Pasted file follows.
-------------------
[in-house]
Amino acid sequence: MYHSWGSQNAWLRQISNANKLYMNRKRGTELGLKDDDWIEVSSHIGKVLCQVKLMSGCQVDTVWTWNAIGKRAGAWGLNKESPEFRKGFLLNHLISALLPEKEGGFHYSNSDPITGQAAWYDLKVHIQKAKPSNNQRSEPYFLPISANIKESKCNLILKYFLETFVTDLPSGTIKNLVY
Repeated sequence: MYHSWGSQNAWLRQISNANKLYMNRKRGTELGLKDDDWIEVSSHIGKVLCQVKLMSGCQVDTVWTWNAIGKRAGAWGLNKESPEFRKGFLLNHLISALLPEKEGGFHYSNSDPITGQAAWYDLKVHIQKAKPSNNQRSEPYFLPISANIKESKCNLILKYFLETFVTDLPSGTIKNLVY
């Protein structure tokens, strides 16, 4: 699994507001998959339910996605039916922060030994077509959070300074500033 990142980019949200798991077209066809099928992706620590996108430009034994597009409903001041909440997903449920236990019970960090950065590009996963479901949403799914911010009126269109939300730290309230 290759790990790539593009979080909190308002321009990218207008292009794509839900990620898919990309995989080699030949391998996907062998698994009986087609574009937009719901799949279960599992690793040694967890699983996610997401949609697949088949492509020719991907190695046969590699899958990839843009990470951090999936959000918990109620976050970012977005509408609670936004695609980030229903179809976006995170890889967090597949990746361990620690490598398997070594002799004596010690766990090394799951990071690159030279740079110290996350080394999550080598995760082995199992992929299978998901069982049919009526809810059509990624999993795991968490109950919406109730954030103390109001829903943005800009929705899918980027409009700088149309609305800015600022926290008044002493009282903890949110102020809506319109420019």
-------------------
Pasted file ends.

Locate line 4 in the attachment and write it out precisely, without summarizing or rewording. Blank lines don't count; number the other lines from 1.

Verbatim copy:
């Protein structure tokens, strides 16, 4: 699994507001998959339910996605039916922060030994077509959070300074500033 990142980019949200798991077209066809099928992706620590996108430009034994597009409903001041909440997903449920236990019970960090950065590009996963479901949403799914911010009126269109939300730290309230 290759790990790539593009979080909190308002321009990218207008292009794509839900990620898919990309995989080699030949391998996907062998698994009986087609574009937009719901799949279960599992690793040694967890699983996610997401949609697949088949492509020719991907190695046969590699899958990839843009990470951090999936959000918990109620976050970012977005509408609670936004695609980030229903179809976006995170890889967090597949990746361990620690490598398997070594002799004596010690766990090394799951990071690159030279740079110290996350080394999550080598995760082995199992992929299978998901069982049919009526809810059509990624999993795991968490109950919406109730954030103390109001829903943005800009929705899918980027409009700088149309609305800015600022926290008044002493009282903890949110102020809506319109420019």